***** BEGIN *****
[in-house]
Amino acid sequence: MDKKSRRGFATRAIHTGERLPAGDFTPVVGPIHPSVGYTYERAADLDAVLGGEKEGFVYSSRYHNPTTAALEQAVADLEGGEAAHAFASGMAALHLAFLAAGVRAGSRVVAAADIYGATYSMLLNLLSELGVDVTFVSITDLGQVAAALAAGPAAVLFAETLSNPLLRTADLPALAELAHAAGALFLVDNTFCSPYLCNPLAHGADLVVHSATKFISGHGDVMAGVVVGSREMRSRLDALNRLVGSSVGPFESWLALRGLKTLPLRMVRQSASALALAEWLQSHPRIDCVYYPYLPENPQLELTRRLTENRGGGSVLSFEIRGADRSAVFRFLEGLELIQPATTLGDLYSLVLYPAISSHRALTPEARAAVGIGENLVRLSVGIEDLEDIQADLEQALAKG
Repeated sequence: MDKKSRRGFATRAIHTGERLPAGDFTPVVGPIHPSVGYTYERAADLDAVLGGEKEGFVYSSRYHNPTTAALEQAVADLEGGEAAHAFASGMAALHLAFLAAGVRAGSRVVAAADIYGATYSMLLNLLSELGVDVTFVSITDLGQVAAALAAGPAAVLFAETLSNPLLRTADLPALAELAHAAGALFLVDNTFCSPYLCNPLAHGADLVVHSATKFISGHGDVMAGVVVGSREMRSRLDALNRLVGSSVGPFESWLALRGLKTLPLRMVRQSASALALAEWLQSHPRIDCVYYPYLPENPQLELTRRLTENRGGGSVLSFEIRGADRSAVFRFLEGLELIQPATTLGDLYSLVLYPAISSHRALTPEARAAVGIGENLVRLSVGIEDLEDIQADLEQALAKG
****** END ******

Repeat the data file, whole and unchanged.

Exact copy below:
[in-house]
Amino acid sequence: MDKKSRRGFATRAIHTGERLPAGDFTPVVGPIHPSVGYTYERAADLDAVLGGEKEGFVYSSRYHNPTTAALEQAVADLEGGEAAHAFASGMAALHLAFLAAGVRAGSRVVAAADIYGATYSMLLNLLSELGVDVTFVSITDLGQVAAALAAGPAAVLFAETLSNPLLRTADLPALAELAHAAGALFLVDNTFCSPYLCNPLAHGADLVVHSATKFISGHGDVMAGVVVGSREMRSRLDALNRLVGSSVGPFESWLALRGLKTLPLRMVRQSASALALAEWLQSHPRIDCVYYPYLPENPQLELTRRLTENRGGGSVLSFEIRGADRSAVFRFLEGLELIQPATTLGDLYSLVLYPAISSHRALTPEARAAVGIGENLVRLSVGIEDLEDIQADLEQALAKG
Repeated sequence: MDKKSRRGFATRAIHTGERLPAGDFTPVVGPIHPSVGYTYERAADLDAVLGGEKEGFVYSSRYHNPTTAALEQAVADLEGGEAAHAFASGMAALHLAFLAAGVRAGSRVVAAADIYGATYSMLLNLLSELGVDVTFVSITDLGQVAAALAAGPAAVLFAETLSNPLLRTADLPALAELAHAAGALFLVDNTFCSPYLCNPLAHGADLVVHSATKFISGHGDVMAGVVVGSREMRSRLDALNRLVGSSVGPFESWLALRGLKTLPLRMVRQSASALALAEWLQSHPRIDCVYYPYLPENPQLELTRRLTENRGGGSVLSFEIRGADRSAVFRFLEGLELIQPATTLGDLYSLVLYPAISSHRALTPEARAAVGIGENLVRLSVGIEDLEDIQADLEQALAKG